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Inoculation strategies to improve persistence and implantation of commercial S. cerevisiae strains in red wines produced with prefermentative cold soak

Maturano, Y.P., Lerena, M.C., Mestre, M.V., Casassa, L.F., Toro, M.E., Vazquez, F., Mercado, L., Combina, M.
Lebensmittel-Wissenschaft + [i.e. und] Technologie 2018 v.97 pp. 648-655
alcoholic fermentation, color, odors, red wines, winemaking, yeasts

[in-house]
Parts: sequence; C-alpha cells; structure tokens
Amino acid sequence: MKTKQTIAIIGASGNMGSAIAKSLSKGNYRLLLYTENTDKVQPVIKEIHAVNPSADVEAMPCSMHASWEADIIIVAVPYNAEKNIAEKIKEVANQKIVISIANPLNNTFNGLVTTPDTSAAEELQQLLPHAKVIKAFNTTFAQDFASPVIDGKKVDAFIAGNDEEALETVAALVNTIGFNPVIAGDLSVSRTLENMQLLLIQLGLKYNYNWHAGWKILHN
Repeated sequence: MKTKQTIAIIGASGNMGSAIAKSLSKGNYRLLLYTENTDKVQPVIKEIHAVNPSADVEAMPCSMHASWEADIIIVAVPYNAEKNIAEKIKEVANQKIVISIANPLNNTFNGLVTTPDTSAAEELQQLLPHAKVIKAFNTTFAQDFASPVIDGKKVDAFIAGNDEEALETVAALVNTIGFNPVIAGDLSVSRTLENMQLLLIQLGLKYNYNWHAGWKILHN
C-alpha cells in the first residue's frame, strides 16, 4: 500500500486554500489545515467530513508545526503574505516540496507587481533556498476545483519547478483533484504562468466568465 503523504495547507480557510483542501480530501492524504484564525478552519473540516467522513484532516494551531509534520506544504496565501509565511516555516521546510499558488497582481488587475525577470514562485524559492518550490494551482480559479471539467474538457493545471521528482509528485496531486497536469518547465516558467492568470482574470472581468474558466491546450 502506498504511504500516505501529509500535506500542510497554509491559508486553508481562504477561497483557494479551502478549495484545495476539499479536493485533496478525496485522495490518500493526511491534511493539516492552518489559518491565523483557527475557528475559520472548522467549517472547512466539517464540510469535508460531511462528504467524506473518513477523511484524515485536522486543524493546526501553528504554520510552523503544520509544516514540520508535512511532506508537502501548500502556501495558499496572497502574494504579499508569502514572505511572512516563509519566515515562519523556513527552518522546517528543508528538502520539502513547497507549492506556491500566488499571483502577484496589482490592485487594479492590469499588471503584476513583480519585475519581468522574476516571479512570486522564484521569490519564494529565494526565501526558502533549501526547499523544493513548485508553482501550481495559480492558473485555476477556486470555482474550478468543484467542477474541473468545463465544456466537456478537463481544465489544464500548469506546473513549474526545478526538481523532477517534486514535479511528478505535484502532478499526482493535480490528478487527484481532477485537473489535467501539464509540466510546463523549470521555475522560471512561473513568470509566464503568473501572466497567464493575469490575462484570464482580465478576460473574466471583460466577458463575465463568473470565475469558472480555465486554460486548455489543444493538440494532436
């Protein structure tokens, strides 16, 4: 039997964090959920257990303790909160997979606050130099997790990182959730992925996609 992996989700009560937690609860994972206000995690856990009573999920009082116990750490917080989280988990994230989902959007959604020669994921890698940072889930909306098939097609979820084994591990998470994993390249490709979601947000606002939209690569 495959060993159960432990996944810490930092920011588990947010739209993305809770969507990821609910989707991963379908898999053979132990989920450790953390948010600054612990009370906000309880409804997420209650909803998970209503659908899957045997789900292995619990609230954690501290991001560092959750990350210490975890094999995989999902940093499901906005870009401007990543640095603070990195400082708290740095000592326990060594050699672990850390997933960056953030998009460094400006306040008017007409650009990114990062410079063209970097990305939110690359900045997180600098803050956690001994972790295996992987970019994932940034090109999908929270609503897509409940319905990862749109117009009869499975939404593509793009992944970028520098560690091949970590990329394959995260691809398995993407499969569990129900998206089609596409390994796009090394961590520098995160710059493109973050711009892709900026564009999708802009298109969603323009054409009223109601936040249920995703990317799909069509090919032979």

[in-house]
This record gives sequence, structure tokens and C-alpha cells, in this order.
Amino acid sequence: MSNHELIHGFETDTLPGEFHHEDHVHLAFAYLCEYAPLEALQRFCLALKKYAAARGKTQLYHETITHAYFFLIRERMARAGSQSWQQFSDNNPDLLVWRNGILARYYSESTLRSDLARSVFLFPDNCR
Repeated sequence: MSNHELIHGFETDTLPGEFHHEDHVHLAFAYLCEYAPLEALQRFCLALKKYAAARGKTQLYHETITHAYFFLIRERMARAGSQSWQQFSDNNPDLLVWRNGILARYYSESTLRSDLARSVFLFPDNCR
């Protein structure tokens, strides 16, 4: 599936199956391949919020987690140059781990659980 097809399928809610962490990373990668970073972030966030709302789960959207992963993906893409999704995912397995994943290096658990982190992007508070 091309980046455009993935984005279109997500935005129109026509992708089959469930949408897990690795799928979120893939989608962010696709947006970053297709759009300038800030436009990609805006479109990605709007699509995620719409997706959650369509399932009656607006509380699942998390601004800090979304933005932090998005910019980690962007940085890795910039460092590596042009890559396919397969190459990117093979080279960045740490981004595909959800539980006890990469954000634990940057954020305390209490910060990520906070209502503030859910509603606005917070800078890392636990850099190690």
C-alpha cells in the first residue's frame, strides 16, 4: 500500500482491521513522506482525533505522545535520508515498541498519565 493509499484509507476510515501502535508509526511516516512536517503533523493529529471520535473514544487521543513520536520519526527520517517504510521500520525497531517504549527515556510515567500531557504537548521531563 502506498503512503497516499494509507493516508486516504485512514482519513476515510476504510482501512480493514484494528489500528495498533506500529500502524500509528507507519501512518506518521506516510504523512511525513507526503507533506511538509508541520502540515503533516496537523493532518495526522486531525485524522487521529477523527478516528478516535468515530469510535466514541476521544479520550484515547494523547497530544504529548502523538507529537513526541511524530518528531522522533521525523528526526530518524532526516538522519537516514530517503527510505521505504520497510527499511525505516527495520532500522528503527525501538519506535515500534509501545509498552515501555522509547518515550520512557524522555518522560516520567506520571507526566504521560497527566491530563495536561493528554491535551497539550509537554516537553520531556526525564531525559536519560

Prefermentative cold soak is a winemaking technique aimed at enhancing aroma and colour extraction in red wines. This study aimed at evaluating implantation and persistence rates of commercial active dry yeast strains (ADY) in wines produced with cold soak using two different inoculation strategies. Cold soak was conducted at 4 ± 1 °C, 8 ± 1 °C and 12 ± 1 °C for 7 days. Two yeast strains (Lalvin ICV D254 and Lalvin Rhône 2056) were inoculated before and after cold soak. Implantation of Lalvin ICV D254 at the end of cold soak was higher when conducted at 8 °C and 4 °C, whereas it was undetectable (<5%) at 12 °C. Lalvin Rhône 2056 showed implantation percentages at the end of cold soak ranging from 40% to 100%, with higher percentages in cold soak conducted at 12 °C. Moderate persistence of ADY at the end of alcoholic fermentation was observed in all treatment inoculated before cold soak. In the treatments inoculated after cold soak, the persistence of Lalvin ICV D254 ranged from 12 to 38% whereas Lalvin Rhône 2056 was less than 5% at the end of alcoholic fermentation. Overall, persistence of both strains improved in inoculation before cold soak relative to inoculation after cold soak.